Are PAEs a Threat to Europe?
This article (an updated version of a 2018 paper) analyses Patent Assertions Entities (PAEs) to determine whether they are a threat to Europe. It takes into account recent developments related to PAEs, such as legislative changes, relevant case-law, academic literature and studies, and assesses whether the conclusions reached in 2018 still stand the test of time. They do.
While there is no consensus on the concept of PAEs, they are frequently defined as companies that are solely or primarily active to acquire patents from others and license them to third parties. PAEs have no product business of their own, and do not manufacture, distribute, or sell products. PAEs have often been said to engage in opportunistic patent litigation and impose excessive licensing costs on manufacturing companies. During the last decade it has been repeatedly suggested that PAEs are on the rise in Europe and that PAE litigation may have negative consequences for Europe’s innovativeness.
However, upon closer analysis, PAEs are a complex phenomenon and litigation involving PAEs should not be considered per se bad. They are in the legitimate business of patent licensing and use different business strategies in monetising their patent portfolios. In past studies, only one type of PAEs was identified in potentially engaging in opportunistic litigation by bringing nuisance suits, called Litigation PAEs. Other PAE business models, however, may play a beneficial role in the market as intermediaries between technology developers and users and ensure liquidity in patent markets. Thus, labelling all PAEs as harmful predators is factually incorrect.
Moreover, PAEs do not have greater incentives to engage in abusive litigation than practising companies. If anything, practising companies might have strategic motives to harm their competitors in patent litigation and are more likely to obtain an injunction than PAEs. Whether the patent litigation is abusive depends on the facts of the case, and not whether the patent holder practices the patent or not. Furthermore, as this paper will show, the concern that small-medium sized enterprises (SMEs) would be negatively impacted is also unfounded, since European SMEs are not the primary targets of PAE assertions, and even benefit from the presence of certain types of PAEs.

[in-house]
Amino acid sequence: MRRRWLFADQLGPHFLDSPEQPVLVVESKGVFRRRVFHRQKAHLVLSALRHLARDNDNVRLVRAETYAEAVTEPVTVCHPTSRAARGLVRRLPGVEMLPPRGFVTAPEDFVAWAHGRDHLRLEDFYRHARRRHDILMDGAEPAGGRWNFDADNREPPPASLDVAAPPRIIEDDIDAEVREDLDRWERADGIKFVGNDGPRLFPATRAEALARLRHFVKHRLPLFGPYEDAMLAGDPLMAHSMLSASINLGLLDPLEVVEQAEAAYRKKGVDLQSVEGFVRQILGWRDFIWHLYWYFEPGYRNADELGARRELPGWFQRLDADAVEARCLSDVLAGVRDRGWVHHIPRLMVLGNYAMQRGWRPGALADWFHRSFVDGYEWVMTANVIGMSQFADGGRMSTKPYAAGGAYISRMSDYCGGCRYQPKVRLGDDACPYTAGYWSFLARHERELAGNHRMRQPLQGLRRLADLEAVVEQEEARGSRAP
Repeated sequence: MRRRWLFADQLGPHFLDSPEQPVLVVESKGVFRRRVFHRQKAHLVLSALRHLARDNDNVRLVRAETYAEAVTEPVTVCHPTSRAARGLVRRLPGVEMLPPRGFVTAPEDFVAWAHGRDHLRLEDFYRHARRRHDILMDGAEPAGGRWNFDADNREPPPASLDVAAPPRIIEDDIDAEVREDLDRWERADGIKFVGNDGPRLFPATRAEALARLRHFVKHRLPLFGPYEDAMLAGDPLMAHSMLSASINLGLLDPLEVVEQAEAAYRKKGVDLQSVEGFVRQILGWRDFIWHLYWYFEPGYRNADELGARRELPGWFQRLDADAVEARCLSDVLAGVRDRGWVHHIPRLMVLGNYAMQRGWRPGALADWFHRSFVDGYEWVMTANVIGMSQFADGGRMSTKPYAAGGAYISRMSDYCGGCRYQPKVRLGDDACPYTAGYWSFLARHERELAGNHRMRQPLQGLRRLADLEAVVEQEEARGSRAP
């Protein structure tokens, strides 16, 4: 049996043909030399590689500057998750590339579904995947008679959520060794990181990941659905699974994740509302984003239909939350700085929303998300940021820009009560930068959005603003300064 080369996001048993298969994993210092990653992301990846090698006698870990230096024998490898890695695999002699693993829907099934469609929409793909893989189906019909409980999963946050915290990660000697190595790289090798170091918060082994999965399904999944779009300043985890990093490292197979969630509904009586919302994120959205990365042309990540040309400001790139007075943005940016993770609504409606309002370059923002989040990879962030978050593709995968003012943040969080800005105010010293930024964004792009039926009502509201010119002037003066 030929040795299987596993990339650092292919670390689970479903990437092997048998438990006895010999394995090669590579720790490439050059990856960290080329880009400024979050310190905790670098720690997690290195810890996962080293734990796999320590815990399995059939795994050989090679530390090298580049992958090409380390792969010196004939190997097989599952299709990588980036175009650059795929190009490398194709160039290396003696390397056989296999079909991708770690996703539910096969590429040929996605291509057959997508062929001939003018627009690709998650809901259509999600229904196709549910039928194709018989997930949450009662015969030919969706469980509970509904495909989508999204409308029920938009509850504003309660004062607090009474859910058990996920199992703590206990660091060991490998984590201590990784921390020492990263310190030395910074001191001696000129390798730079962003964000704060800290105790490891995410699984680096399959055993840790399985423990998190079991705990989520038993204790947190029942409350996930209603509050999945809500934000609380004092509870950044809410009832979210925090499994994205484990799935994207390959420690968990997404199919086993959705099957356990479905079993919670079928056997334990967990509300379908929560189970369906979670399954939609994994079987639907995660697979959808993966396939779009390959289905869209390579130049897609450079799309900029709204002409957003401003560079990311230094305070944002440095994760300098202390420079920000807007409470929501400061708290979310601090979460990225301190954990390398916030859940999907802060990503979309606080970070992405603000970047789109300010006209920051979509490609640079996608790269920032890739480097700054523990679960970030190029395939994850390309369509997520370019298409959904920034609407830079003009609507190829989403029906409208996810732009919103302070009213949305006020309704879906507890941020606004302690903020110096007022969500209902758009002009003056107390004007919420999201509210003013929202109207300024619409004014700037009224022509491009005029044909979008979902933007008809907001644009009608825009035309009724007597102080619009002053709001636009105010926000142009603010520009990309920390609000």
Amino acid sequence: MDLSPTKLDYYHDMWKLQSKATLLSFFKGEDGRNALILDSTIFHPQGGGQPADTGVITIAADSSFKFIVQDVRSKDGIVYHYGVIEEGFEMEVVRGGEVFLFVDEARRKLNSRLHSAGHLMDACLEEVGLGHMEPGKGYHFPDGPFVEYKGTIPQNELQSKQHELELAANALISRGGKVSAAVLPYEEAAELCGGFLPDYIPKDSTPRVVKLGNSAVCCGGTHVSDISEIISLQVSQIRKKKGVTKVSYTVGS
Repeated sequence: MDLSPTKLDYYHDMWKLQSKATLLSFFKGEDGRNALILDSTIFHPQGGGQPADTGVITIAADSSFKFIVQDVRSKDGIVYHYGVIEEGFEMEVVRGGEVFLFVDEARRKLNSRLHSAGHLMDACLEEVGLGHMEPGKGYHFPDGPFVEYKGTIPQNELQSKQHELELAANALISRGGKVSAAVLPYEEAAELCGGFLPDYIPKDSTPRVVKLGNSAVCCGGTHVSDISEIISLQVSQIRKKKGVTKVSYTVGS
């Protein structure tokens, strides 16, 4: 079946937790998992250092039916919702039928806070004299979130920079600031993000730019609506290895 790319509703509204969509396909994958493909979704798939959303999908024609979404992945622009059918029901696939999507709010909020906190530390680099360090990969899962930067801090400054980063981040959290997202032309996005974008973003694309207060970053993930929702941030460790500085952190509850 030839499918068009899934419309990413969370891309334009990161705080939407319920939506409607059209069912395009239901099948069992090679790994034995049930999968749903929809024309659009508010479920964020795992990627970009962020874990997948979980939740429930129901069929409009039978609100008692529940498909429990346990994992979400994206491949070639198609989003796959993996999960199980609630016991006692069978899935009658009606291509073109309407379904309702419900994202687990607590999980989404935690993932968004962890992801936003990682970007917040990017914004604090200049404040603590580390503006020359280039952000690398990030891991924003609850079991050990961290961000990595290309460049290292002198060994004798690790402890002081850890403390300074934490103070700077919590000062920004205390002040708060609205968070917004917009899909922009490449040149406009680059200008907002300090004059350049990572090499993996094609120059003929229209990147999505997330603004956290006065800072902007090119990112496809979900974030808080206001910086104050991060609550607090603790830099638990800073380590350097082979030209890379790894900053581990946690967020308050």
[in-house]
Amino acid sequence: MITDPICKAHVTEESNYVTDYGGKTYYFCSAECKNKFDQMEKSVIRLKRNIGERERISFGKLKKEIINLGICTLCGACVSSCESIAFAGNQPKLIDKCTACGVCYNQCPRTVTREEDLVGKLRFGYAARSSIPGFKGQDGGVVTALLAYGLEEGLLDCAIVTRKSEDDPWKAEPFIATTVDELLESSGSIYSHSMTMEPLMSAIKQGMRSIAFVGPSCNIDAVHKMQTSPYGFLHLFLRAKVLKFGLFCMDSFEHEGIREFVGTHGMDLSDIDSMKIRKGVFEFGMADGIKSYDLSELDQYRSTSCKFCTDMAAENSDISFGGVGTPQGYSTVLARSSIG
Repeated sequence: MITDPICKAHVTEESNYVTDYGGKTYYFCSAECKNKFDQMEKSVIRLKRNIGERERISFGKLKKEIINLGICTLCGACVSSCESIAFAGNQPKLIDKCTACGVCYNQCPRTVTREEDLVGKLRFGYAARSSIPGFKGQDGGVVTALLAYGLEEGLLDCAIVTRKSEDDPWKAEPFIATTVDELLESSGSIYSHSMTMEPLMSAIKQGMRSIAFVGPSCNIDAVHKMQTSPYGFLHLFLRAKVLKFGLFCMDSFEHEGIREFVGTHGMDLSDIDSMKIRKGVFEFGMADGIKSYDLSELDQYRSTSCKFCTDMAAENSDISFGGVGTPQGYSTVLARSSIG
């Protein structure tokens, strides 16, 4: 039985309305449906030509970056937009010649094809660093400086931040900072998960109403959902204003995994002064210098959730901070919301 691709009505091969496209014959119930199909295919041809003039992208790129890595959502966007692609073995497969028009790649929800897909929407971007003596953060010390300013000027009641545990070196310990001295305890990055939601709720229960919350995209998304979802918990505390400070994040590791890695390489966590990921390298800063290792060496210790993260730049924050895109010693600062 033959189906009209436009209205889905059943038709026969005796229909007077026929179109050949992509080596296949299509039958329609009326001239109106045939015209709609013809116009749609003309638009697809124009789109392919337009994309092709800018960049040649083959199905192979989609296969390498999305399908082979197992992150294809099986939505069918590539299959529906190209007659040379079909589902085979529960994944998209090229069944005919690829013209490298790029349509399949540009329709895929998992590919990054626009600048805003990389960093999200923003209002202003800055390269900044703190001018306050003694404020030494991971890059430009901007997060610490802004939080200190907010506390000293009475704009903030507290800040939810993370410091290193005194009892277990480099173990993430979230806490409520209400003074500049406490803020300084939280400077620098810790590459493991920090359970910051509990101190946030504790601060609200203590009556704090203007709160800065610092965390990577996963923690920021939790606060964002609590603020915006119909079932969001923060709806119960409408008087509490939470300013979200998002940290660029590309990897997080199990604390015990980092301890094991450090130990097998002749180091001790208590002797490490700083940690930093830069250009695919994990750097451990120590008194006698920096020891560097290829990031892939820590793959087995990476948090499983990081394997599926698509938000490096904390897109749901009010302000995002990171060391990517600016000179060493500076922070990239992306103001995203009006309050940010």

There is also no empirical evidence to support the conclusion that PAEs are becoming a problem in Europe. The available data actually shows that PAEs, as a whole, are responsible for a very small amount of patent litigation in Europe and that the majority of patent litigation is between practising entities. We also do not have relevant data about the presence of harmful Litigation PAEs in Europe from all other PAE cases, which would be interesting to observe in future studies. Different market-based solutions are being created to alleviate the risks of companies being targeted for patent infringement by PAEs. They include defensive patent aggregators, cross-licensing societies, defensive patent litigation insurances and special entities formed to invalidate patents. Thus, companies may choose between different market-based options to mitigate the chance of being sued by a PAE.
In conclusion, all the evidence suggests that Europe’s patent and litigation system is functioning well, with proper safeguards in place to prevent any potential litigation abuses. A combination of 1) experienced judges deciding a case; 2) lower costs for defendants in patent cases than the US; 3) proportionality in granting injunctions, 4) fee-shifting rules and 5) high success rate of European patents disincentivises the alleged strategy of bringing mass and/or speculative patent litigation by Litigation PAEs. This is highly unlikely to change with the introduction of the Unified Patent Court, which has incorporated safeguards against abusive litigation by any entity.